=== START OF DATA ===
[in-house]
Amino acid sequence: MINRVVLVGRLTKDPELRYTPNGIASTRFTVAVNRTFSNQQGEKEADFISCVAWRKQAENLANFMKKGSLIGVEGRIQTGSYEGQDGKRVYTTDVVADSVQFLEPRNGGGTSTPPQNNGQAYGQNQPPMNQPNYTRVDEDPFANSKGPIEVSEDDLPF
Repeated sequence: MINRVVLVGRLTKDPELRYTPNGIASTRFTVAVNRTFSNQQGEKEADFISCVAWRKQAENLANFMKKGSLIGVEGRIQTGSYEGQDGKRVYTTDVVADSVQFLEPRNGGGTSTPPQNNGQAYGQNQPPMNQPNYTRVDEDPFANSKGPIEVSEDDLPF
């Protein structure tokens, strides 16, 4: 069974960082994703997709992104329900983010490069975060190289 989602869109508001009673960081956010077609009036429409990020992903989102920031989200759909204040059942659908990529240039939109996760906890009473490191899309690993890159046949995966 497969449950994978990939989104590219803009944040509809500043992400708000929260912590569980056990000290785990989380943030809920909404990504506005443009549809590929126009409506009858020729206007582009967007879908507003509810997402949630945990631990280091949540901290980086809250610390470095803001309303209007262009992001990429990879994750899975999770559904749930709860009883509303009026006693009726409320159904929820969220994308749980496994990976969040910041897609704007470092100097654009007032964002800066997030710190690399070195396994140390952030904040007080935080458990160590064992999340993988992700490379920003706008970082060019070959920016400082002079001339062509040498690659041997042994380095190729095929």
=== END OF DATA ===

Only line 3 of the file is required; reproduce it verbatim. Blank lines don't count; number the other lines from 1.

Repeated sequence: MINRVVLVGRLTKDPELRYTPNGIASTRFTVAVNRTFSNQQGEKEADFISCVAWRKQAENLANFMKKGSLIGVEGRIQTGSYEGQDGKRVYTTDVVADSVQFLEPRNGGGTSTPPQNNGQAYGQNQPPMNQPNYTRVDEDPFANSKGPIEVSEDDLPF